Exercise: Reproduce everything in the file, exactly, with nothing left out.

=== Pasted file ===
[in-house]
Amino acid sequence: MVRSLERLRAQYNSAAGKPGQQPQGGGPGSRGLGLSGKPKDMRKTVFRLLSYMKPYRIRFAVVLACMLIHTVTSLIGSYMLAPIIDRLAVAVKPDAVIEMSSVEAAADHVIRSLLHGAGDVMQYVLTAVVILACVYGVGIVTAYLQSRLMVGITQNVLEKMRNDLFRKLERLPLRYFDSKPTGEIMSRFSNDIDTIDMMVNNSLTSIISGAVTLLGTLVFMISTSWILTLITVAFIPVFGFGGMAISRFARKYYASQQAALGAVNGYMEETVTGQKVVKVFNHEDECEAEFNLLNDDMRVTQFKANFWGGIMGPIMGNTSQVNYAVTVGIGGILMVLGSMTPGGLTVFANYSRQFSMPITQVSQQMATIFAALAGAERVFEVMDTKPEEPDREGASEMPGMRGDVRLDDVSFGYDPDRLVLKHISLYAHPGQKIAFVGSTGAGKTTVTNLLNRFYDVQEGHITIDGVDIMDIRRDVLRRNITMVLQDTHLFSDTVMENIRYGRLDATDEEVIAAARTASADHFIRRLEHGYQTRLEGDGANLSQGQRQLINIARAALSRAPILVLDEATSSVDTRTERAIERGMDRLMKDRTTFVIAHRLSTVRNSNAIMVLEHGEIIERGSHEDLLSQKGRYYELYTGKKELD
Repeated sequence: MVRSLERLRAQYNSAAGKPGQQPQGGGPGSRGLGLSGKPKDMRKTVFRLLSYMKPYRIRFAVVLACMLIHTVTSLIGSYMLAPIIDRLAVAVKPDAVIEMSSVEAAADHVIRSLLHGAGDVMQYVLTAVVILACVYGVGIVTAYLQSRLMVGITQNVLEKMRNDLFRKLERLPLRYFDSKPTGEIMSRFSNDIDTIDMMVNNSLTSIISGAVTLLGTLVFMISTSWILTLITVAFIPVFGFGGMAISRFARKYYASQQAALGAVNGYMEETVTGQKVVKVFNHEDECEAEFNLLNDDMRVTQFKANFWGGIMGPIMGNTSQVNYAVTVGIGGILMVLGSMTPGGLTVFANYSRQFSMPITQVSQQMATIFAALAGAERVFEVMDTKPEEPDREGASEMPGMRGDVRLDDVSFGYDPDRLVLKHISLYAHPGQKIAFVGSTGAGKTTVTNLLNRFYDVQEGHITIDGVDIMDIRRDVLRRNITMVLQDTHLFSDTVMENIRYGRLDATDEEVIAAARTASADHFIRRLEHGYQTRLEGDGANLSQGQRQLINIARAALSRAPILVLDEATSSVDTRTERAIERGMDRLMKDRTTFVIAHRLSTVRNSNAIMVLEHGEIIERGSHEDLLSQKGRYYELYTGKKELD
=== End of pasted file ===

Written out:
[in-house]
Amino acid sequence: MVRSLERLRAQYNSAAGKPGQQPQGGGPGSRGLGLSGKPKDMRKTVFRLLSYMKPYRIRFAVVLACMLIHTVTSLIGSYMLAPIIDRLAVAVKPDAVIEMSSVEAAADHVIRSLLHGAGDVMQYVLTAVVILACVYGVGIVTAYLQSRLMVGITQNVLEKMRNDLFRKLERLPLRYFDSKPTGEIMSRFSNDIDTIDMMVNNSLTSIISGAVTLLGTLVFMISTSWILTLITVAFIPVFGFGGMAISRFARKYYASQQAALGAVNGYMEETVTGQKVVKVFNHEDECEAEFNLLNDDMRVTQFKANFWGGIMGPIMGNTSQVNYAVTVGIGGILMVLGSMTPGGLTVFANYSRQFSMPITQVSQQMATIFAALAGAERVFEVMDTKPEEPDREGASEMPGMRGDVRLDDVSFGYDPDRLVLKHISLYAHPGQKIAFVGSTGAGKTTVTNLLNRFYDVQEGHITIDGVDIMDIRRDVLRRNITMVLQDTHLFSDTVMENIRYGRLDATDEEVIAAARTASADHFIRRLEHGYQTRLEGDGANLSQGQRQLINIARAALSRAPILVLDEATSSVDTRTERAIERGMDRLMKDRTTFVIAHRLSTVRNSNAIMVLEHGEIIERGSHEDLLSQKGRYYELYTGKKELD
Repeated sequence: MVRSLERLRAQYNSAAGKPGQQPQGGGPGSRGLGLSGKPKDMRKTVFRLLSYMKPYRIRFAVVLACMLIHTVTSLIGSYMLAPIIDRLAVAVKPDAVIEMSSVEAAADHVIRSLLHGAGDVMQYVLTAVVILACVYGVGIVTAYLQSRLMVGITQNVLEKMRNDLFRKLERLPLRYFDSKPTGEIMSRFSNDIDTIDMMVNNSLTSIISGAVTLLGTLVFMISTSWILTLITVAFIPVFGFGGMAISRFARKYYASQQAALGAVNGYMEETVTGQKVVKVFNHEDECEAEFNLLNDDMRVTQFKANFWGGIMGPIMGNTSQVNYAVTVGIGGILMVLGSMTPGGLTVFANYSRQFSMPITQVSQQMATIFAALAGAERVFEVMDTKPEEPDREGASEMPGMRGDVRLDDVSFGYDPDRLVLKHISLYAHPGQKIAFVGSTGAGKTTVTNLLNRFYDVQEGHITIDGVDIMDIRRDVLRRNITMVLQDTHLFSDTVMENIRYGRLDATDEEVIAAARTASADHFIRRLEHGYQTRLEGDGANLSQGQRQLINIARAALSRAPILVLDEATSSVDTRTERAIERGMDRLMKDRTTFVIAHRLSTVRNSNAIMVLEHGEIIERGSHEDLLSQKGRYYELYTGKKELD